Abies balsamea 'Nana'

Abies balsamea 'Nana'

Tuesday, April 14, 2015

A whole new world (of plants)

In my last post (whenever that was) I mentioned briefly that my parents bought a greenhouse kit. One of the many projects I'll be helping them with is setting that up. I'm extremely excited about this, although I am already exerting my willpower to not fill it to the brim with all my own plants. I'm trying very hard to remember that it is their greenhouse, not mine. I'll be going to grad school in a little over a year, so it wouldn't be practical for me to fill up the greenhouse with my own treasures and then run off, leaving my parents to care for them. Still, I can add a few things. They'll finally be able to reliably over-winter fuchsia baskets, so an 'Autumnale' fuchsia is near the top of my list for this season. The mandarin orange tree I grew from seed can spend winter in the greenhouse, as well as my hardier vireya rhododendrons, Agapetes, bromeliads, and a few other things I've accumulated that need only be kept above freezing. I don't think I'll be able to resist adding a few more tender shrubs, like grevilleas banksias, Desfontainia spinosa (though supposedly it's hardy to zone 8), leucodendrons, and the nearly-hardy gesneriads like Mitraria coccinea and Asteranthera ovata. Hmm, that list is already looking pretty long and space-consuming for an 8' x 10' greenhouse.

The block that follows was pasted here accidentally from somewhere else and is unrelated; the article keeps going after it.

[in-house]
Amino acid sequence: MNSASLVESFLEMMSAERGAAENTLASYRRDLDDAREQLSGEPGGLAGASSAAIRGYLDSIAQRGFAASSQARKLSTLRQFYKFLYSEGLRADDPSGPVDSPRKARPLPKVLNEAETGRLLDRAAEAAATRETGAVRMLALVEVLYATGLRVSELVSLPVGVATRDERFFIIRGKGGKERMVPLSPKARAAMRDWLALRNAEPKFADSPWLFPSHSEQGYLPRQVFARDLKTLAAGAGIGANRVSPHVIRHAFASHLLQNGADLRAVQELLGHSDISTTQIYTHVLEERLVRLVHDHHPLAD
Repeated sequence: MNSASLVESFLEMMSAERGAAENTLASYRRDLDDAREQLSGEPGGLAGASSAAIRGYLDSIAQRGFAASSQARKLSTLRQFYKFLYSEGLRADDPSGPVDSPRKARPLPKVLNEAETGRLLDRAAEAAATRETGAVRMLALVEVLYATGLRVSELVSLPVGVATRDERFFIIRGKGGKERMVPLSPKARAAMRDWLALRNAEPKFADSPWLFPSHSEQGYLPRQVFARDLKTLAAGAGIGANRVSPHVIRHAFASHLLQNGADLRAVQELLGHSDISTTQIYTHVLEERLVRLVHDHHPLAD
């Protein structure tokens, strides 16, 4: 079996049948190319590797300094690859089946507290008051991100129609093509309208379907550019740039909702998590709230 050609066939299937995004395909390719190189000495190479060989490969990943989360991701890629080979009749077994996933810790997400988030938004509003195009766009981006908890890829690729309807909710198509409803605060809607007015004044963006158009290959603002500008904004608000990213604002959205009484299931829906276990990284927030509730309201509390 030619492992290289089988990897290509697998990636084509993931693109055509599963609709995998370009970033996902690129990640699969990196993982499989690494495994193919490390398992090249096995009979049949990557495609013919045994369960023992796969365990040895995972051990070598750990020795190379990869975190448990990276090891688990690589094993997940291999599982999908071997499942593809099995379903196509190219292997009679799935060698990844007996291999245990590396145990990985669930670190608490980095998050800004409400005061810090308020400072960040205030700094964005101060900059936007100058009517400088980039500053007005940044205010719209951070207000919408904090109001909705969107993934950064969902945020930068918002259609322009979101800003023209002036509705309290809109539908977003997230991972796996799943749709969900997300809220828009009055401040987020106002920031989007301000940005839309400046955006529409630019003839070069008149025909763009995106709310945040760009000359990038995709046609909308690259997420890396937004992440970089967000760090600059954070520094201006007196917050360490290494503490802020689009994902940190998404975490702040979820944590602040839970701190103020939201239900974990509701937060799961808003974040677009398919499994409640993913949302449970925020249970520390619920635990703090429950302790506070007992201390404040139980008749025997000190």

But something even more exciting than a greenhouse is coming to the garden, or rather around the garden. What could be more exciting than a greenhouse? That first sentence might have tipped you off. My parents are finally getting a fence! Around a much larger portion of the property than I ever would have thought, I might add. Close to half of the five-acre property is going to be surrounded by a six-foot, black (I think) chain-link fence. No, it's not enough to completely ensure a deer-free garden, but it will hopefully discourage enough. If not, the plan is to add something later to make the fence taller or more difficult to jump over.